In Greek mythology, the chimera was a female monster with the head of a lion, the torso of a goat, and the tail of a snake. An alternative spelling (mostly British, according to Webster’s) is chimaera. When in doubt, ask the monster which spelling she prefers.
This is from Borges’ “Book of Imaginary Beings” tr. Hurley:
The commentator Servius Honoratus has observed that all authorities agree that the monster came originally from Lycia, where there is a volcano that bears its name. The base of the volcano is infested with serpents; on its sides there are meadows where goats pasture; and on the top, flames shoot forth and lions have their dens. The Chimaera might, then, be a metaphor for that wonderful mountain. Earlier, Plutarch had suggested that “ChimAera” was the name of a ship’s captain with tendencies toward the piratical; he had painted a lion, a she-goat, and a snake on his ship.
These absurd conjectures prove that people were already growing quite tired of the Chimaera. It was better to translate the beast into something (anything) else than to picture it as it was. It was too heterogeneous; the lion, the she-goat, and the serpent (in some texts, the dragon) resisted merging into a single animal. In time, the fearsome Chimeara became “chimerical”; a famous quip by Rabelais (who asked whether a Chimaera, bobbing about in the void, would eat puns) is perhaps the watershed. The incoherent shape fades away and the word remains, to stand for “the Impossible.” “An illusion or fabrication of the mind” is the definition one finds in the dictionary today.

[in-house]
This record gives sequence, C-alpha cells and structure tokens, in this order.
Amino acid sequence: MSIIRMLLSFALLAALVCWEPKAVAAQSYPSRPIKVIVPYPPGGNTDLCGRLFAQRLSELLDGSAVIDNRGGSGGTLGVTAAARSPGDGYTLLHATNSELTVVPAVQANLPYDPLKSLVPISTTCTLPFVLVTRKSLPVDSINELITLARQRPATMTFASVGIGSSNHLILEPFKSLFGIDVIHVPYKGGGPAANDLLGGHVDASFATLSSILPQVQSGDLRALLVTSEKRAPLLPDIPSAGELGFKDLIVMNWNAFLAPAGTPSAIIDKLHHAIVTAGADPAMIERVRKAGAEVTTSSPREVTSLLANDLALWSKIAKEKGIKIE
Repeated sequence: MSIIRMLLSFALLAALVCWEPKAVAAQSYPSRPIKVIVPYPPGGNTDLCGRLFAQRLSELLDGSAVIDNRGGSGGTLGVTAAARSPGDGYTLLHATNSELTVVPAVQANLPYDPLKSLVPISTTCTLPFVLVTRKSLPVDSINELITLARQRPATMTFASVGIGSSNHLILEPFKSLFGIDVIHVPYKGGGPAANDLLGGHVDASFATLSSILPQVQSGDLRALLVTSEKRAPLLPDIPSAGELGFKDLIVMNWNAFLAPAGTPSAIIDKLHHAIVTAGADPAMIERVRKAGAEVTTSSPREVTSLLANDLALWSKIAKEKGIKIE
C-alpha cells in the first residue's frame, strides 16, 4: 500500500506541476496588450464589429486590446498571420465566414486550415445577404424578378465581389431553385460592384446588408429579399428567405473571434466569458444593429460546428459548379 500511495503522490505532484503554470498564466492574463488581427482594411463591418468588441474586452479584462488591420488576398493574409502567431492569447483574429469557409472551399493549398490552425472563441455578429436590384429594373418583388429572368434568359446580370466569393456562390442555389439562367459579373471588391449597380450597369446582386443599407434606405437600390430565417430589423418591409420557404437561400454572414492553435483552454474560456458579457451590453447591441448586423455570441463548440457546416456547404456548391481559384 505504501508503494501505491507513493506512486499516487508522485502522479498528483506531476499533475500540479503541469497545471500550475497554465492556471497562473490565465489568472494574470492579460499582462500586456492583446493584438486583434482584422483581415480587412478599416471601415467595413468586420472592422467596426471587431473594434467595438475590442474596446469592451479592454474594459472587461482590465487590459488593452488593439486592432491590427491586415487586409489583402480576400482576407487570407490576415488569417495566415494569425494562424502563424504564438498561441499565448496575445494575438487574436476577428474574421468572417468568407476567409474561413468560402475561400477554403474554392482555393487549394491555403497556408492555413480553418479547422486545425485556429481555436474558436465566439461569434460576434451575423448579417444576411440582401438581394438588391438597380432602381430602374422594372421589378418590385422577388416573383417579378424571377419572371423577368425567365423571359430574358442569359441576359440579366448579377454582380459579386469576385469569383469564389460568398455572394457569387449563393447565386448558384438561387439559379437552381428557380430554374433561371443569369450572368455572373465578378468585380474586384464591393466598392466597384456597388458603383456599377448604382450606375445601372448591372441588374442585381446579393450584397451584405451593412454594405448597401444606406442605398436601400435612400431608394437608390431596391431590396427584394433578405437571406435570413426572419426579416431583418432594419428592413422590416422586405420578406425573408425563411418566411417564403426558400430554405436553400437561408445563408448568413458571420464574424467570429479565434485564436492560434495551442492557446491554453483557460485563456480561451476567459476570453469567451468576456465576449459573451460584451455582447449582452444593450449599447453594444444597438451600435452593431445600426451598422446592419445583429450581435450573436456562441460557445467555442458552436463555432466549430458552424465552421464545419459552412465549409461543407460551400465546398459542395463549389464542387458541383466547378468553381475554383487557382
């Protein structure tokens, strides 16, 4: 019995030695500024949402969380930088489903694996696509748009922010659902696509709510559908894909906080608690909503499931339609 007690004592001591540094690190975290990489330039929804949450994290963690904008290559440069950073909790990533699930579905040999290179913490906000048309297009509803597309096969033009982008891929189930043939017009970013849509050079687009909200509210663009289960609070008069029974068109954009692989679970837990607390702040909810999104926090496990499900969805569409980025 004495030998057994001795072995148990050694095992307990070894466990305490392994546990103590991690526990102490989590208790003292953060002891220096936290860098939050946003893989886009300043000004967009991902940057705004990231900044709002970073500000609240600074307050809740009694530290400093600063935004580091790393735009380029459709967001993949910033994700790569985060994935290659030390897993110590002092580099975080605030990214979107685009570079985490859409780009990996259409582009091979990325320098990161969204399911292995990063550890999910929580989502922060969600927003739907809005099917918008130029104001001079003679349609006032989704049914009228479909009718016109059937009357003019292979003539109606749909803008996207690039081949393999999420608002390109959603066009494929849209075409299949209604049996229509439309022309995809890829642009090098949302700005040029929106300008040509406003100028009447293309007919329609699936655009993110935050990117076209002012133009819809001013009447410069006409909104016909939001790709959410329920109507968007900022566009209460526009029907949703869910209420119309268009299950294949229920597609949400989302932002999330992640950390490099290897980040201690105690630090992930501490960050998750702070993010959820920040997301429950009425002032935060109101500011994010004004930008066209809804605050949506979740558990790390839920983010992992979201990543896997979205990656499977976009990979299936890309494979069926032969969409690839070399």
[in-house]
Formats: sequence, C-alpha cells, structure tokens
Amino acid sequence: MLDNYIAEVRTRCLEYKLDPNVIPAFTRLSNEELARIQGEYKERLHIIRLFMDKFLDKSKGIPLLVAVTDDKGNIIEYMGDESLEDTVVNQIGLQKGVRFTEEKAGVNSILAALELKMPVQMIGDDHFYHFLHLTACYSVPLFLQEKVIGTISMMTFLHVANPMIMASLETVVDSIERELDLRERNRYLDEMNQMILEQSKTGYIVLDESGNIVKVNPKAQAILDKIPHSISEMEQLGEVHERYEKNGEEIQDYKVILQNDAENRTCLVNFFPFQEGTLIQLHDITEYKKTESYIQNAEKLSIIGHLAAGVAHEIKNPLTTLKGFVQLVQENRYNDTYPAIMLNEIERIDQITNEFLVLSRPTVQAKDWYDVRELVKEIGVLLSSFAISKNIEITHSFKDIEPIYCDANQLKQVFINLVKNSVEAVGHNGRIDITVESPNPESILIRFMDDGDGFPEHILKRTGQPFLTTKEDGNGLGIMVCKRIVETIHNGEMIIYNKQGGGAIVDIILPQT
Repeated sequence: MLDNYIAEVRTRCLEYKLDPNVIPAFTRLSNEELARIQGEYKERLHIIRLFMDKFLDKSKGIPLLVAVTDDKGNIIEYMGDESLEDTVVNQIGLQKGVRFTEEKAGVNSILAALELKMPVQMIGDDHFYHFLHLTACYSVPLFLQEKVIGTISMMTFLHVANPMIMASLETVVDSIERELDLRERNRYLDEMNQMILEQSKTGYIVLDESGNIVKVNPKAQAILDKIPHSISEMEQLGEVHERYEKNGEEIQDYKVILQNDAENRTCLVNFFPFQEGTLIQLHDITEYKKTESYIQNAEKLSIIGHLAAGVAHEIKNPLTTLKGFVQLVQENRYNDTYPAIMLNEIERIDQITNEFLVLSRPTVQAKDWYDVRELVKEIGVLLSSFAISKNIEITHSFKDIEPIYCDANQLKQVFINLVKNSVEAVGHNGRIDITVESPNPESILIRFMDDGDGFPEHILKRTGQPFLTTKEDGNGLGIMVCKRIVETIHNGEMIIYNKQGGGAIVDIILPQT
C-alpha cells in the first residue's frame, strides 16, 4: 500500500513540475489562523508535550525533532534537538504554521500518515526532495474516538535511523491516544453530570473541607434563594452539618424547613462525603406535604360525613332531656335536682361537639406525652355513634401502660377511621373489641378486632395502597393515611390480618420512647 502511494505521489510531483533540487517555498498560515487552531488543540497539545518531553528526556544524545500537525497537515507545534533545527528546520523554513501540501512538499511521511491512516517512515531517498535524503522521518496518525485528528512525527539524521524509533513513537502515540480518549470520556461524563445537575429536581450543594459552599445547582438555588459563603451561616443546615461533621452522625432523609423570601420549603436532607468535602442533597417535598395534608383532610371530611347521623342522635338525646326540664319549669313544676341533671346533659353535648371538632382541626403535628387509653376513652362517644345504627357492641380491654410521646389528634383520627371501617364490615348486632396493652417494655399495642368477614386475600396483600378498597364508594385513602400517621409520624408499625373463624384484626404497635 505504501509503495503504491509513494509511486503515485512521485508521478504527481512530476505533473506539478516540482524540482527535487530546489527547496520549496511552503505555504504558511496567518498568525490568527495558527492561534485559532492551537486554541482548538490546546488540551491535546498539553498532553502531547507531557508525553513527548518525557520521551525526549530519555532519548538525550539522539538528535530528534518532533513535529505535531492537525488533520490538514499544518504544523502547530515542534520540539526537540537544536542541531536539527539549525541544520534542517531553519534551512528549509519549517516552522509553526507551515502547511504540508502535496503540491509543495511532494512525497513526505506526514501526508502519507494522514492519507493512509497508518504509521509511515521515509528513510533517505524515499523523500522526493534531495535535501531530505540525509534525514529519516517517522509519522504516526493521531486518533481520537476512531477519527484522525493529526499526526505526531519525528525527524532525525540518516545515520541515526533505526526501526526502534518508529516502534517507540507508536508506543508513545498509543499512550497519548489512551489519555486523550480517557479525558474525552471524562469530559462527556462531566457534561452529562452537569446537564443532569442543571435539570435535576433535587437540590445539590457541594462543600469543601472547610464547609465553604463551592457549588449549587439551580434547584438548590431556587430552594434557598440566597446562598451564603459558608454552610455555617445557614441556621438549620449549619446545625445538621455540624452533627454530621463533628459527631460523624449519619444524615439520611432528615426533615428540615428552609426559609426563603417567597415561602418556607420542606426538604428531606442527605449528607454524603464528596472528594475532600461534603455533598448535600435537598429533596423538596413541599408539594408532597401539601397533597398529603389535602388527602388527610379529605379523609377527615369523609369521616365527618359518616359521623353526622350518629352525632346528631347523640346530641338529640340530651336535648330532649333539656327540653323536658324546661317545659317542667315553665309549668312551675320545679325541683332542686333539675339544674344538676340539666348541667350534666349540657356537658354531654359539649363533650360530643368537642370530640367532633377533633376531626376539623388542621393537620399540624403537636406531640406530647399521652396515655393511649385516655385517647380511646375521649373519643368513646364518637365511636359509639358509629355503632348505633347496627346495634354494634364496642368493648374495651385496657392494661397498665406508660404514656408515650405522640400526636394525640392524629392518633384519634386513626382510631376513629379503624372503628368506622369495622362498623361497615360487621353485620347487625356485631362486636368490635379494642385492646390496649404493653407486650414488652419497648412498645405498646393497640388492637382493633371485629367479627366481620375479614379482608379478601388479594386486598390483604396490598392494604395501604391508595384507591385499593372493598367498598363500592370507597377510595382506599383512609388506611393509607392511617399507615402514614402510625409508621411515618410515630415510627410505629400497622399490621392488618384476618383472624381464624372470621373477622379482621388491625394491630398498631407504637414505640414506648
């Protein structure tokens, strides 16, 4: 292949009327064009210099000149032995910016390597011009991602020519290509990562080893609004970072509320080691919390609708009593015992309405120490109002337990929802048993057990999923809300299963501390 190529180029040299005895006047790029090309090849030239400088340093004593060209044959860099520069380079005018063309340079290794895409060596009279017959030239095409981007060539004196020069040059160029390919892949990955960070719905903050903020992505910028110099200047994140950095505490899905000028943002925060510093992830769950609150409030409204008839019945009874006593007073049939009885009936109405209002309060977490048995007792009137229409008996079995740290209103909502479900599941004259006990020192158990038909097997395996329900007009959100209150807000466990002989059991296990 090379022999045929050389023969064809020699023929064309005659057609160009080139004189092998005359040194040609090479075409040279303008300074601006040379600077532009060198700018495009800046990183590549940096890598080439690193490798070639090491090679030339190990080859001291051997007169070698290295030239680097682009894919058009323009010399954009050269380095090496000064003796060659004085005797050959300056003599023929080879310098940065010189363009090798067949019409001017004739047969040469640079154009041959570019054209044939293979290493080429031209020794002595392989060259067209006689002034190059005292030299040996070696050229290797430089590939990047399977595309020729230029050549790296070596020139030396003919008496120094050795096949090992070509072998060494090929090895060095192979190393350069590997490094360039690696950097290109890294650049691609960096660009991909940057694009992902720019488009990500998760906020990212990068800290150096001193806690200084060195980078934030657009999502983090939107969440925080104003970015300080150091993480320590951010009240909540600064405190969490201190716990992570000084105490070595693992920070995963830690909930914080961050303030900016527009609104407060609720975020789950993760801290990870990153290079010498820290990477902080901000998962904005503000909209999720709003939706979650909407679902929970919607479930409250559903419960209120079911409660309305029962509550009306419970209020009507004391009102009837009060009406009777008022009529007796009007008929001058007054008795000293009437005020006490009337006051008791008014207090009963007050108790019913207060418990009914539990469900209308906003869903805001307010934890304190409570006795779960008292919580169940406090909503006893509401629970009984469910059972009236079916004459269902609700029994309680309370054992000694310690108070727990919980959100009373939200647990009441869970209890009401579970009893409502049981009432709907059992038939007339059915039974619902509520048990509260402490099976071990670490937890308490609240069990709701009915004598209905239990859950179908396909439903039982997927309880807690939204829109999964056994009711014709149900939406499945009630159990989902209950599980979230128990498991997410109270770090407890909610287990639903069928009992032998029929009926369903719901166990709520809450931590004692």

The chimera's story has given rise to another fun coinage. The chimera was wreaking havoc in the country of Lycia, and King Iobates was looking for a hero to destroy her. The handsome and brave Bellerophon arrived in the kingdom with a letter of introduction to Iobates from the king's son-in-law. Unfortunately, the son-in-law was jealous of Bellerophon, so the letter went pretty much as follows:
Dear King Iobates,
Please kill the bearer of this letter.
Iobates sent Bellerophon to battle the chimera, thinking this would surely kill him, but the hero triumphed with the aid of the horse Pegasus. Ever since, the term “Bellerophontic letters” has been used to describe any kind of communication that a person is made to carry, containing matter prejudicial to himself.